She could say, for example, “School is closed today because some bad kids stole a backhoe and burned it down when they hit a gas main.” The actual story was that school was closed because workers accidently hit a water pipe when they were working on the building extension. The part I needed to know was that my school was closed that day. The school that burned down was her school, half a century earlier. Sometimes it was like she saw a version of events through a distance-distorting rearview mirror and temporal space anomaly at the same time – but the essence was still there.

More than once I was embarrassed when I passed on a confabulated story. More than once I struggled with anger for believing all of it. In the years when I developed, like most teens, a radar for hypocrisy, I was not very respectful. I didn’t want to be seen with her. As an adult I honoured her and even enjoyed her, but kept a skeptical distance. She died more than thirty years ago and as I write this, tears fall because I know she loved me more than anyone before or since. I would love to hear her ridiculous synopsis of the six o’clock news about now, because as off-base as it could be, there was always an essential truth I needed to know in there somewhere.

Growing up in that environment taught me an important lesson. I cannot assume a report is entirely true. I cannot assume it is entirely false. The balance of accurate facts and misplaced facts cannot always be determined by the teller’s motives. We are all broken people in some way and our stories are filtered through experience, lack of experience, biases, selfish motives, altruistic motives — and even brain damage. I may not agree with Dr. House in the re-runs I’ve been watching that “everyone lies,” but I don’t believe everyone tells the whole truth and nothing but the truth either. God only knows what the whole truth looks like, but I want to hear what people have to say anyway.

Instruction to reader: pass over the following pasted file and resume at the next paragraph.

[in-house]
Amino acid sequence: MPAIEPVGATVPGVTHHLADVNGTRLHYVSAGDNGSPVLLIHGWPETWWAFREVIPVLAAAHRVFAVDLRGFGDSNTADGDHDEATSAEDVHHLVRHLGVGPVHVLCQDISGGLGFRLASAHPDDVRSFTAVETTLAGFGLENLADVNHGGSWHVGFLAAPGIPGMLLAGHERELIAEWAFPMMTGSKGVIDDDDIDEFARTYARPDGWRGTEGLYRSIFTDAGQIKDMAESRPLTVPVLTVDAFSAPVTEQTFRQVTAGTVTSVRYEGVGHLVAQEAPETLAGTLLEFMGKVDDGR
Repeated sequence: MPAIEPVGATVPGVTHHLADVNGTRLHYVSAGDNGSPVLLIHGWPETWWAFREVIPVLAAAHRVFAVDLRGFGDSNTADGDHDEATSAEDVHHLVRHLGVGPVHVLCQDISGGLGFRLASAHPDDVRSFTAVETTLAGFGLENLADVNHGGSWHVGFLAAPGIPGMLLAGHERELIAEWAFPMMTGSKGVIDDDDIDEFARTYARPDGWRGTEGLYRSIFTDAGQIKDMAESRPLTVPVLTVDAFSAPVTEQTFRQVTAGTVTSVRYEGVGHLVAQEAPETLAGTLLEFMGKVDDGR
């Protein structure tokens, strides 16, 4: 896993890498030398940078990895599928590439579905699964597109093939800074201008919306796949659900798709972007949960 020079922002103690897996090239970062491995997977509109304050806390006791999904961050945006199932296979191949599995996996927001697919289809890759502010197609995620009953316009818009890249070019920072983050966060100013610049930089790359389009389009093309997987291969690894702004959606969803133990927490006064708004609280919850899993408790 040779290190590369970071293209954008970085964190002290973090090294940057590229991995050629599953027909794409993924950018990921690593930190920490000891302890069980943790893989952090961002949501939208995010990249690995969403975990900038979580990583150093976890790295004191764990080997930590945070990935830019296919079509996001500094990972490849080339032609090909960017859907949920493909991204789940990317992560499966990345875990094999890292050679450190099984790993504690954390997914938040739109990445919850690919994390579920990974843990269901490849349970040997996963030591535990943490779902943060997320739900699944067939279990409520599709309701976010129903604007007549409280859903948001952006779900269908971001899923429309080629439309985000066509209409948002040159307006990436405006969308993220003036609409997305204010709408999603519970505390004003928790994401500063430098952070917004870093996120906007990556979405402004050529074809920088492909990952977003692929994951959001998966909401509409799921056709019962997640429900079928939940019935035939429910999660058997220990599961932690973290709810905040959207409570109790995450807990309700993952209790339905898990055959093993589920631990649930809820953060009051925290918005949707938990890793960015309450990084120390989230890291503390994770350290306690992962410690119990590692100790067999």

Whether it’s the government, or social media sites, or heresy hunters who want to clamp down on sources of “fake news” or “bad teaching” or “uncertified medical opinions” and thereby determine truth for me, I want to shout no!

When someone tries to keep me from seeing the work of a writer, or a speaker, or photographer, or film maker because their narrative doesn’t fit the desired grid, I feel insulted. To eliminate sources “experts” consider fake is to imply there are some they consider to always be perfectly accurate.  I have to question their motives.

If I let another source do the critical thinking for me, I’m relinquishing a hard-earned skill and the opportunity to ask questions, spit out the bones, and humbly accept correction when I have swallowed something without exercising proper discernment. Worse than that, it means giving up access to important information that could be in there somewhere that I need to pay attention to. Creativity begins with thinking outside the box.

I believe we can ask God for wisdom and discernment. I believe we can pray for His light to shine in dark places and expose intentional lies and evil motives. I believe information should be as accurate as possible and age-appropriate when presented to children. I believe positions of trust require scrutiny and accountability. Justice must be seen to be done when trust is intentionally broken.  These things are important. But I also believe God gave us brains for a reason. Without exercise, they will atrophy.

I’m not a child anymore. Give me the freedom to think and discern for myself, please. I know how. Sally taught me.

*not her real name

Memories in Sepia

Photo: Sepia roses